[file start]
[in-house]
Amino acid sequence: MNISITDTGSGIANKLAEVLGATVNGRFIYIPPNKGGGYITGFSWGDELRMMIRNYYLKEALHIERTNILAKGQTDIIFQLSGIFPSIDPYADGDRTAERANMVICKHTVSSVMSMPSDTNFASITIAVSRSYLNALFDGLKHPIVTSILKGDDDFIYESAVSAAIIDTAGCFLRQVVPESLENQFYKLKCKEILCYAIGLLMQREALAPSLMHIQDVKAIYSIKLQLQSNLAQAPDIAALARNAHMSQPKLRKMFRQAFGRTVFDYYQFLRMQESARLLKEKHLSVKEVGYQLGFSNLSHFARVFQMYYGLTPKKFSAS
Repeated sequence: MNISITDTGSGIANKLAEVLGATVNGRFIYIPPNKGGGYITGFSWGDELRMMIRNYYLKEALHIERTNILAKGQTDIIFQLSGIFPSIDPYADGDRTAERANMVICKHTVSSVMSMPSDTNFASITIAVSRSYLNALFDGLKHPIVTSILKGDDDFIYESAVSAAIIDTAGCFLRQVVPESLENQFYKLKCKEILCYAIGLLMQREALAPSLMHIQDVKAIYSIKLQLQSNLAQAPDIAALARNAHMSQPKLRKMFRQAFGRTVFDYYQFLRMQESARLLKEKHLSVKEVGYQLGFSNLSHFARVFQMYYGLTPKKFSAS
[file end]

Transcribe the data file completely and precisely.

[in-house]
Amino acid sequence: MNISITDTGSGIANKLAEVLGATVNGRFIYIPPNKGGGYITGFSWGDELRMMIRNYYLKEALHIERTNILAKGQTDIIFQLSGIFPSIDPYADGDRTAERANMVICKHTVSSVMSMPSDTNFASITIAVSRSYLNALFDGLKHPIVTSILKGDDDFIYESAVSAAIIDTAGCFLRQVVPESLENQFYKLKCKEILCYAIGLLMQREALAPSLMHIQDVKAIYSIKLQLQSNLAQAPDIAALARNAHMSQPKLRKMFRQAFGRTVFDYYQFLRMQESARLLKEKHLSVKEVGYQLGFSNLSHFARVFQMYYGLTPKKFSAS
Repeated sequence: MNISITDTGSGIANKLAEVLGATVNGRFIYIPPNKGGGYITGFSWGDELRMMIRNYYLKEALHIERTNILAKGQTDIIFQLSGIFPSIDPYADGDRTAERANMVICKHTVSSVMSMPSDTNFASITIAVSRSYLNALFDGLKHPIVTSILKGDDDFIYESAVSAAIIDTAGCFLRQVVPESLENQFYKLKCKEILCYAIGLLMQREALAPSLMHIQDVKAIYSIKLQLQSNLAQAPDIAALARNAHMSQPKLRKMFRQAFGRTVFDYYQFLRMQESARLLKEKHLSVKEVGYQLGFSNLSHFARVFQMYYGLTPKKFSAS